I wanted to go as far away from him as possible but respectable Asian girls belonged to their parents until they married. They certainly didn`t leave home and set up in a flat to live a bachelor-girl lifestyle. Only disreputable girls lived outside the protection of their families.

They were no better than prostitutes and were treated as such. Even worse, their reputation would transfer itself to other members of the family, who`d also be shunned by the community for being disreputable and having no izzat (honour). And when it came to preserving their izzat, for most Pakistanis no price was too high. So, as far as I was concerned, I`d be killed before being allowed to leave home.

There was really only one other way to get out and that was by going into further education. My grades at school had been excellent and my father was prepared to let me go, as long as I studied law like his sister, my Aunt Zainab, who lived in Pakistan.

London was a gratifying five-hour drive away, meaning no spur-of-the-moment visits. As my father always read all my letters, I intercepted the post and destroyed everything that came addressed to me from nearby universities. I told him that the only college to offer me a place was in Ealing. My father drove me down to London and within a day or two I had found a room in a lovely old house.

For someone who had had a cloistered upbringing, Ealing felt like the most thrilling place on the planet, with its restaurants, nightclubs and boutiques.

I had the time of my life and dropped out after a year of my law degree. I lied to my parents, telling them I had been thrown off the course, but that I had to remain in London to do retakes. There were angry exchanges over the telephone, but I stood firm.

I got by with a series of jobs. Within two years of my leaving, my sister Farah, five years my junior, packed her bags, left behind a life of subservience and came to live with me. My parents were furious and they accused me of assisting her flight. Predictably, they also blamed me for what they considered to be her moral decline.

On one occasion my mother begged me to send Farah back, saying: `You`re already going to hell, but if you care about your younger sister then you can still save her from your fate. It isn`t too late for her`

She said I had exposed the family to the shame of having two daughters who lived like prostitutes. We agreed to monthly weekend visits back up North, but in spite of our parents` displeasure, our independence appeared to be secure.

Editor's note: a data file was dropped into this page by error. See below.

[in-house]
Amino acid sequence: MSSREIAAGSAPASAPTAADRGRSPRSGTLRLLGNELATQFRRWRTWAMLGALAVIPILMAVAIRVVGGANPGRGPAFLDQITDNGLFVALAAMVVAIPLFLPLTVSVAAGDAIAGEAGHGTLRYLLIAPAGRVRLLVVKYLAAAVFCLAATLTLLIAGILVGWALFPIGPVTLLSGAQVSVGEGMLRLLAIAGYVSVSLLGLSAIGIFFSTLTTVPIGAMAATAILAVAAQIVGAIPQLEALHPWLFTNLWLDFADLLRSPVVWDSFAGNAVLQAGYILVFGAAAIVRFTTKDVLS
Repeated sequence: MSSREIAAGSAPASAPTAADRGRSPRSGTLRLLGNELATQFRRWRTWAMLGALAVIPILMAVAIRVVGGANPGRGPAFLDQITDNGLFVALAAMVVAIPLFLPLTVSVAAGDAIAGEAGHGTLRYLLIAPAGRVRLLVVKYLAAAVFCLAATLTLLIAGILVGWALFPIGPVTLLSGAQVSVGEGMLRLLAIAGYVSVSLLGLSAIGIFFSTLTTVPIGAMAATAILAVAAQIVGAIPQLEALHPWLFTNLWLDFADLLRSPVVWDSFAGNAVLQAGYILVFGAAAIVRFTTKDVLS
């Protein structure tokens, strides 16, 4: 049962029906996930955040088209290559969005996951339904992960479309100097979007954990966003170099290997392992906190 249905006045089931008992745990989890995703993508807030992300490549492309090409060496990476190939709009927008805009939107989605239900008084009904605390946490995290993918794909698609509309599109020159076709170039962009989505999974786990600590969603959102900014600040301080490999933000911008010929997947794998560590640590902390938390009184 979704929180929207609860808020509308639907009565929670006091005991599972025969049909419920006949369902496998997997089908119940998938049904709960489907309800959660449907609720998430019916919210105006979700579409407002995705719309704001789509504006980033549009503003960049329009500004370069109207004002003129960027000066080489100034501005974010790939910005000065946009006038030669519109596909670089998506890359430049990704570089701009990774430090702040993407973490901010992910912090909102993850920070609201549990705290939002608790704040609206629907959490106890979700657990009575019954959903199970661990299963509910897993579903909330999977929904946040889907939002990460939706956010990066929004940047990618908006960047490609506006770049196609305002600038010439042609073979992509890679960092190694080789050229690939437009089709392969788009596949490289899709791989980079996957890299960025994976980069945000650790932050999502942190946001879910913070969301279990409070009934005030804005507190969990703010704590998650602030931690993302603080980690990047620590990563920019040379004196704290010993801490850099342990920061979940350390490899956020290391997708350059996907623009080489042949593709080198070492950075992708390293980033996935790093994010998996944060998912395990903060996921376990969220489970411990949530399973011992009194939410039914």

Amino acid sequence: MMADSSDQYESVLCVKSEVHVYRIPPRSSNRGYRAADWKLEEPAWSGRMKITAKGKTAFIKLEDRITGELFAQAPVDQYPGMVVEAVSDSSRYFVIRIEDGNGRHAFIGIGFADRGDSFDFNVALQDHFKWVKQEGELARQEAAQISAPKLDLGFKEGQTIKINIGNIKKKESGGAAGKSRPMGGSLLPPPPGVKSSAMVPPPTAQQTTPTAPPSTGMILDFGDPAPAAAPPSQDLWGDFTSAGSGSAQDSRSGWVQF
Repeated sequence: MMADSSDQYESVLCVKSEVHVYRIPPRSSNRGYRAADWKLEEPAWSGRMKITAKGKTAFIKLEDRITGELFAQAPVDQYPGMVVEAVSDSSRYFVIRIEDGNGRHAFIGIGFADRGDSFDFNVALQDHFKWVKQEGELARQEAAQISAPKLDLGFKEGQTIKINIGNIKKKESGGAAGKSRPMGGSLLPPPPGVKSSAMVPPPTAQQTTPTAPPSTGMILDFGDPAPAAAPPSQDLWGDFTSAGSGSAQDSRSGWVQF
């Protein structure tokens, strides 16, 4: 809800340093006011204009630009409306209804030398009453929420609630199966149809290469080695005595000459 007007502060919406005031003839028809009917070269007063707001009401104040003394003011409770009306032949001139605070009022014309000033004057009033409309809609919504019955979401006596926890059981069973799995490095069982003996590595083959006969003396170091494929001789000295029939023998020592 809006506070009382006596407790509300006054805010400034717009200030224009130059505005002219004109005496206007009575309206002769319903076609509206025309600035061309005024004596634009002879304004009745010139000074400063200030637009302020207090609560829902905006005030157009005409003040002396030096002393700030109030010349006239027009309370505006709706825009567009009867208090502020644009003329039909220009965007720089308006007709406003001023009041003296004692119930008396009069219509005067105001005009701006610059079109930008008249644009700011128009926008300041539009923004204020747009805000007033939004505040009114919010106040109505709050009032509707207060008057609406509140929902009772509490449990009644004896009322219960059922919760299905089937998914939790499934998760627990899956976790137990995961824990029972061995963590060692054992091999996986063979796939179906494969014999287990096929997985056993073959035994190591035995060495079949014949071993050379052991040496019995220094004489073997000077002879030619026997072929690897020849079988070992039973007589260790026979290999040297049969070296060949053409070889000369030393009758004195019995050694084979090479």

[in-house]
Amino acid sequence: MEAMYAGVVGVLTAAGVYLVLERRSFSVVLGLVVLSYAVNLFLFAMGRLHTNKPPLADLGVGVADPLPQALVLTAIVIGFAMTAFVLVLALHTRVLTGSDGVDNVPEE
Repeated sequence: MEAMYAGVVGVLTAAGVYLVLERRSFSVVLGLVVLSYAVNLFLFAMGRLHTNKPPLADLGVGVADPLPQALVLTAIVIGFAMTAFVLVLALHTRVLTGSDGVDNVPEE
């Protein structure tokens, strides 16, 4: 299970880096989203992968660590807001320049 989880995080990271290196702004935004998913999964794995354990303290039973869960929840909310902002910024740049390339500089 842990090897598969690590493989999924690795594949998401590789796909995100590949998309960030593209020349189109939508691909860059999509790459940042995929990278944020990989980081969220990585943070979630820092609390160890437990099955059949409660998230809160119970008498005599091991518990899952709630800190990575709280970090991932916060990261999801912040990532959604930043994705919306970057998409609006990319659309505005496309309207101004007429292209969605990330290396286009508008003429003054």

I was 24 and I had just applied for a job as a journalism trainee at the BBC when my mother announced that she wanted to make a trip to Pakistan for the sake of her health and she needed someone to accompany her. We were told that my father had to manage things at home and the boys were too busy.

Our elder sister was married with a baby, which left Farah and me â€" and my mother promised she would need only two weeks.

Everyone joked that we`d be snatched off the plane and forced into marriage. We laughed at the very thought. We`d heard about these things happening, but they happened to simple, uneducated girls who didn`t know any better.

It took almost a week to acclimatise to the culture shock of Karachi. The heat and dust mingled with the unmistakable reek of the open sewers that ran alongside the streets. There was the overwhelming sight of so much humanity crammed into one space; the street food that we never imagined could taste so divine.

This was my father`s family home, where I too had been born, and it was amazing to meet our extended family. We were midway into our second week in Pakistan before we knew it. I began reminding my mother to confirm our return flights. She seemed to be in no hurry and only after much badgering from us did she curtly inform us that she had no intention of going back yet.

`But you promised us we`d be back after a fortnight,` I said, an awful sense of foreboding descending. `We have to go back to work!`

`You have always been a harami,` she spat. `No more! From now on, what I say goes.`

There was only one reason why my mother had brought us to Pakistan: she wanted to get us married off. She said she needed to do it quickly before word got out that we had been running around England behaving like harlots. Farah was presented with a suitor, but she found him disgusting. They continued to invite his family over for meals, and when she stuck to her guns, they turned their attention to me.

One of my older uncles started to come to my room every day to talk to me. These conversations began as friendly chats but soon became threatening. He told me he wasn`t happy that my parents had brought their problem to his home, but my father was his elder brother and he had to respect his wishes. All he wanted to do now was get this wedding over with.